Ryan Chartrand

There was a time, not too long ago, when the price of a gallon of gas was cheaper than a Slurpee from 7-Eleven. Signs a few years ago used to say 91 cents per gallon, and now people would freak out if it was to be that low again.

Globally, the rise in refined oil prices has soared past what anyone thought gas would be. The problem is there are too many factors contributing to the crisis, and there aren’t easy solutions to it either.

Two guys from Los Angeles – Scott Roberts and Jeremy Wagener – have taken the question of why gas prices are the way they are and have made a feature-length documentary called “Gas Hole,” in which they explore the oil industry. The film, which is narrated by Peter Gallagher, will be showing at the Palm Theatre tonight.

“I was reading an editorial piece in the Modesto Bee from Fresno more than two years ago, and there was a gentleman talking about how he had met a man back in the 1990s who invented a fuel-injected carburetor for his Buick, and he sold the patent to Shell Oil. They gave this man millions of dollars for it, as long as he promised never to make another one,” said Roberts, 37. “That got me thinking, ‘What happened to that patent and why don’t we know more about it?’”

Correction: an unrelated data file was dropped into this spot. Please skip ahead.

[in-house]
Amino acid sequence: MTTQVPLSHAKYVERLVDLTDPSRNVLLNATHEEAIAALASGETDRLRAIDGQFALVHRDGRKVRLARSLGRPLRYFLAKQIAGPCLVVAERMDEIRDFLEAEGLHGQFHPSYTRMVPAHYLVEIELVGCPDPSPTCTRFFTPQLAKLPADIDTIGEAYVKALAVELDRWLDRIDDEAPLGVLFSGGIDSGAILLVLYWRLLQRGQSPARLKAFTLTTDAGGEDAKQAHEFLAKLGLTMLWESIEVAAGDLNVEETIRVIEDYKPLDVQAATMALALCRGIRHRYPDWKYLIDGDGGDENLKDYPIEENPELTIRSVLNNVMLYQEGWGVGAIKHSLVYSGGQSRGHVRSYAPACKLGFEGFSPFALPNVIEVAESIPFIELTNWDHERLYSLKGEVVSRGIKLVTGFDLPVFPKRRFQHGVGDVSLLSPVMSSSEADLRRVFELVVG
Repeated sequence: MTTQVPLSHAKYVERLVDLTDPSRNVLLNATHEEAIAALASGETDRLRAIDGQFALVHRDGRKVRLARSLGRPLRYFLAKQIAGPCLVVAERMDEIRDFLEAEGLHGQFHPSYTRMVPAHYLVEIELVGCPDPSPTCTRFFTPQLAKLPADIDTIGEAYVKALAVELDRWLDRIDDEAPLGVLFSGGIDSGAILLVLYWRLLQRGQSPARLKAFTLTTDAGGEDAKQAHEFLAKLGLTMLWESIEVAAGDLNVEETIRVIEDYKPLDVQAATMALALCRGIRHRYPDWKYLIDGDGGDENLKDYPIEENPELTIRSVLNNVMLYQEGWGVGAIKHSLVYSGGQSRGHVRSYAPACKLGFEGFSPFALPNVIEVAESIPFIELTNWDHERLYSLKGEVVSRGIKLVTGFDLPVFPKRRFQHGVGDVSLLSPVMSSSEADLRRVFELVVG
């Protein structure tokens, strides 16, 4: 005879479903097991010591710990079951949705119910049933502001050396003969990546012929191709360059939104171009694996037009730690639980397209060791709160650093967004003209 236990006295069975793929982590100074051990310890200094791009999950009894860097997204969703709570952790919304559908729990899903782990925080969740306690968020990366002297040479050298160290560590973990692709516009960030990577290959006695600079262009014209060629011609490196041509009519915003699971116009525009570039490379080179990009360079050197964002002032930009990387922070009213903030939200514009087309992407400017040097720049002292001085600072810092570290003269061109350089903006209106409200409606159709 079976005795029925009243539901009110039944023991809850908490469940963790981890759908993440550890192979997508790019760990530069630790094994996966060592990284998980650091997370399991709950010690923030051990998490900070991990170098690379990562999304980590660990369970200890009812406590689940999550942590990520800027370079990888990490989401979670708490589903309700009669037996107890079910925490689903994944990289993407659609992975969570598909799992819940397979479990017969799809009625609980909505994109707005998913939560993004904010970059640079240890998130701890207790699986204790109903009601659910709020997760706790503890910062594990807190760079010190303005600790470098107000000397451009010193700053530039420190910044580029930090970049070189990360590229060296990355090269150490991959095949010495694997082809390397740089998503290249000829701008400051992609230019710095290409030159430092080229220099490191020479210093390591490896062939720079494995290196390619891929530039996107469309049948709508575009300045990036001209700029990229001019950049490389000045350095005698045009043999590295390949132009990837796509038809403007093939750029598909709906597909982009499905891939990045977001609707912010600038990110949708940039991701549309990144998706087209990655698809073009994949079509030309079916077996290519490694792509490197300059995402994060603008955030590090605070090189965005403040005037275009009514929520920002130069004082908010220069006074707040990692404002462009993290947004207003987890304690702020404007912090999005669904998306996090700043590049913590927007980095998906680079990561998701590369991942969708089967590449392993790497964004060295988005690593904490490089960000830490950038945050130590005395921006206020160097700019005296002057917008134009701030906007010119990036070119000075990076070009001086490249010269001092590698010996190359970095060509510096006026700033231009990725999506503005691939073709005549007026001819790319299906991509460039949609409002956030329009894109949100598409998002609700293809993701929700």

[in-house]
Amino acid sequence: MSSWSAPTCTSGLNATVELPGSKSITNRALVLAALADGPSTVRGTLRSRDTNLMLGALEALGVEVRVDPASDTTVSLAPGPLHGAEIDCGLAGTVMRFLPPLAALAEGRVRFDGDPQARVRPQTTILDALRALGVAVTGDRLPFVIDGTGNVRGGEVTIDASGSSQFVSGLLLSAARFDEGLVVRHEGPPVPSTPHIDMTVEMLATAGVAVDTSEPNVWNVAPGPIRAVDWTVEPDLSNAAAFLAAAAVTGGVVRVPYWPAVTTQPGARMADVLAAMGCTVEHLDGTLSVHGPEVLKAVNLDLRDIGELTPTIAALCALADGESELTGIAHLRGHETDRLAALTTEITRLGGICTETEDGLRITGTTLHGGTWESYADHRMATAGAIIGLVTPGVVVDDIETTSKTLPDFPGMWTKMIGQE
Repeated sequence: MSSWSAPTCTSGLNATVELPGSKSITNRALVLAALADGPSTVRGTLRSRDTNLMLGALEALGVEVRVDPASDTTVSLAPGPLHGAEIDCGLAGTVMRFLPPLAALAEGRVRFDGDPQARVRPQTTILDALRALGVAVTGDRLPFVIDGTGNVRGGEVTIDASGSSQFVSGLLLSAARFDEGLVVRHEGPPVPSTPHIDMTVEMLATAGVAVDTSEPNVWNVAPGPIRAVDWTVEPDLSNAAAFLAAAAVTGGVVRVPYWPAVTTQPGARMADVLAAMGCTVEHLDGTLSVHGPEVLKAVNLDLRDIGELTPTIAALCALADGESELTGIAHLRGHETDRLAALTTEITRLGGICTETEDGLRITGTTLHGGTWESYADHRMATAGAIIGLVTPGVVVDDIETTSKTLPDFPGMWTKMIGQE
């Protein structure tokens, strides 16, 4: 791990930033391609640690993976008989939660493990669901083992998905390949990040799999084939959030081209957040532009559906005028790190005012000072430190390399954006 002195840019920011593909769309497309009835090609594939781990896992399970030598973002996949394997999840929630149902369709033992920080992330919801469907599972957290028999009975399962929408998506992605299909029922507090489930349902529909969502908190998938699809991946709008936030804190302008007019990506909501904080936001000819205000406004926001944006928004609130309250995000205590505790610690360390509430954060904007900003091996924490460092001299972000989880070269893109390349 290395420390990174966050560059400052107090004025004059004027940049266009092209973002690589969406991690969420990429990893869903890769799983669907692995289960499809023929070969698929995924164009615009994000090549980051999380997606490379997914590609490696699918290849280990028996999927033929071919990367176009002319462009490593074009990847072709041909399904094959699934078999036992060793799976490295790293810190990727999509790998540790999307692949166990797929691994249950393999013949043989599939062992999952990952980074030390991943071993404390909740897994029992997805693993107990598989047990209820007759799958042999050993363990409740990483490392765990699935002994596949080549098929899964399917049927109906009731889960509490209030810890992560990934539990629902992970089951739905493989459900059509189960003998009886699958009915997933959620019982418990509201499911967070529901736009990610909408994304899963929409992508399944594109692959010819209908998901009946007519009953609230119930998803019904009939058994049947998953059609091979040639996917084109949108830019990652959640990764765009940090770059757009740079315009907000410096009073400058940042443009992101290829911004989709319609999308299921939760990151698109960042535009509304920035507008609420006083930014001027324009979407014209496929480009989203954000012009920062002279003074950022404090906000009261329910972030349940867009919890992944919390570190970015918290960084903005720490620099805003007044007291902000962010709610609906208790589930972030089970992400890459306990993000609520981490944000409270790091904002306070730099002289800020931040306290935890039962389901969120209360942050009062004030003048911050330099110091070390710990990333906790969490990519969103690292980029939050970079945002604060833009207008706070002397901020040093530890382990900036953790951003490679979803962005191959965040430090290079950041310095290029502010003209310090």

Roberts and Wagener bounced around the idea of the documentary for a while before they actually started filming. The duo thought the story of how the oil industry got started and the life of the business would be a compelling one and decided to go for it.

“In my opinion, the reasons of the high prices for oil and why the technology is not advancing is because of the oil industry and the auto-manufacturers unwillingness to invest in alternative sources for transportation,” Roberts said.

Roberts then told the story about how Shell Oil tried to shut down its plant in Bakersfield because they claimed it wasn’t making money or producing enough oil. Later, the Attorney General opened its books and found that the Bakersfield operation was making more money than any other oil producer in the state.

“The experience of making this documentary was amazing and challenging. One, because we were almost entirely self-financed, and two, it was hard to get people to talk to us,” Wagener said. “The intention when we started out was not to be activists, because we are Republican and capitalists, but we did find that the more we got deeper into the questions, the less corporate companies wanted to talk to us.”

“Gas Hole” will show at the Palm Theatre tonight at 7 p.m. and 9:15 p.m. After the showings, there will be a question-and-answer session with the directors.

“We wanted to take this movie on tour because it opens dialogue and the art of debate. People will be able to voice their ideas in an open forum,” Roberts said. “If people are interested about the rise in gas prices, they’ll want to see this documentary.”

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